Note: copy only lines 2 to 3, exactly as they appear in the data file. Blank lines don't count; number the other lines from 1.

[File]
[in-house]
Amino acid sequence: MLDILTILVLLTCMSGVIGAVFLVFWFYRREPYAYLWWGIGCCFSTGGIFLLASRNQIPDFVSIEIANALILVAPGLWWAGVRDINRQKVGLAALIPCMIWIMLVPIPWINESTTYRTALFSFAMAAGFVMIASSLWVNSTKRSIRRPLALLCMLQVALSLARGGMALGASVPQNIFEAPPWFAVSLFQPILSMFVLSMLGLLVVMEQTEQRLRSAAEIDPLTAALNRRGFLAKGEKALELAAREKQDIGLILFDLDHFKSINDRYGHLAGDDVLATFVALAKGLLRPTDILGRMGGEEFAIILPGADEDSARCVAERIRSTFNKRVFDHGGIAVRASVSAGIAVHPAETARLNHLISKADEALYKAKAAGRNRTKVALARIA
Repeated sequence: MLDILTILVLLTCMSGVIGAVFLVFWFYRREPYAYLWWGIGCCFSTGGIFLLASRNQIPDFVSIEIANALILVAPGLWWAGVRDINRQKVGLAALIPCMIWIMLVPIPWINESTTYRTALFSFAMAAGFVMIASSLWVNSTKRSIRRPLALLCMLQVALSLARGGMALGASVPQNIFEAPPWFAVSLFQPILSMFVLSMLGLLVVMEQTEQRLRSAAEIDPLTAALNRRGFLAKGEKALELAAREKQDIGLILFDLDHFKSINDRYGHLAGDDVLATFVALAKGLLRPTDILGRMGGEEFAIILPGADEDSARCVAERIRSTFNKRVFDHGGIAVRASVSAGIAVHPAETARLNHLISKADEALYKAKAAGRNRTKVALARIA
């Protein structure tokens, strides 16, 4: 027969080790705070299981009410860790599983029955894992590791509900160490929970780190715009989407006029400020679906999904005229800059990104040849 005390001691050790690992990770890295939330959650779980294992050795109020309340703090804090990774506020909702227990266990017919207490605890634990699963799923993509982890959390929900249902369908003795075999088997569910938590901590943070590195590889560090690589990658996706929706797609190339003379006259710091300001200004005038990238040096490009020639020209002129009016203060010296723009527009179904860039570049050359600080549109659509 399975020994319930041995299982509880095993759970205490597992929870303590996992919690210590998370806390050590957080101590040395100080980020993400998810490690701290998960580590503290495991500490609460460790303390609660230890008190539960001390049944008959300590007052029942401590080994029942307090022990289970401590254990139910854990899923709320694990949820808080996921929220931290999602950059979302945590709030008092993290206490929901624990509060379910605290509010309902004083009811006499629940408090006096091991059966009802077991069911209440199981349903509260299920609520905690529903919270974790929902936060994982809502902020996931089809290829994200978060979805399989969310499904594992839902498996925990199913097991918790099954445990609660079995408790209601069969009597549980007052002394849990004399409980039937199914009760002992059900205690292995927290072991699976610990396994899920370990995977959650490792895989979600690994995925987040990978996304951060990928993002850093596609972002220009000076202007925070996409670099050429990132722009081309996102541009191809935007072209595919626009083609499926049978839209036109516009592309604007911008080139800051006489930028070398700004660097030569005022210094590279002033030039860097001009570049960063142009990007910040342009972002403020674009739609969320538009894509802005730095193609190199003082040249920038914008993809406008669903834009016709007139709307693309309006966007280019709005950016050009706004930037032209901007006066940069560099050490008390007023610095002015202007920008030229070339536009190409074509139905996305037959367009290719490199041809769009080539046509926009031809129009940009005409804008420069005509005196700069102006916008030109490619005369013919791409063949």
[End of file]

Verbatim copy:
Amino acid sequence: MLDILTILVLLTCMSGVIGAVFLVFWFYRREPYAYLWWGIGCCFSTGGIFLLASRNQIPDFVSIEIANALILVAPGLWWAGVRDINRQKVGLAALIPCMIWIMLVPIPWINESTTYRTALFSFAMAAGFVMIASSLWVNSTKRSIRRPLALLCMLQVALSLARGGMALGASVPQNIFEAPPWFAVSLFQPILSMFVLSMLGLLVVMEQTEQRLRSAAEIDPLTAALNRRGFLAKGEKALELAAREKQDIGLILFDLDHFKSINDRYGHLAGDDVLATFVALAKGLLRPTDILGRMGGEEFAIILPGADEDSARCVAERIRSTFNKRVFDHGGIAVRASVSAGIAVHPAETARLNHLISKADEALYKAKAAGRNRTKVALARIA
Repeated sequence: MLDILTILVLLTCMSGVIGAVFLVFWFYRREPYAYLWWGIGCCFSTGGIFLLASRNQIPDFVSIEIANALILVAPGLWWAGVRDINRQKVGLAALIPCMIWIMLVPIPWINESTTYRTALFSFAMAAGFVMIASSLWVNSTKRSIRRPLALLCMLQVALSLARGGMALGASVPQNIFEAPPWFAVSLFQPILSMFVLSMLGLLVVMEQTEQRLRSAAEIDPLTAALNRRGFLAKGEKALELAAREKQDIGLILFDLDHFKSINDRYGHLAGDDVLATFVALAKGLLRPTDILGRMGGEEFAIILPGADEDSARCVAERIRSTFNKRVFDHGGIAVRASVSAGIAVHPAETARLNHLISKADEALYKAKAAGRNRTKVALARIA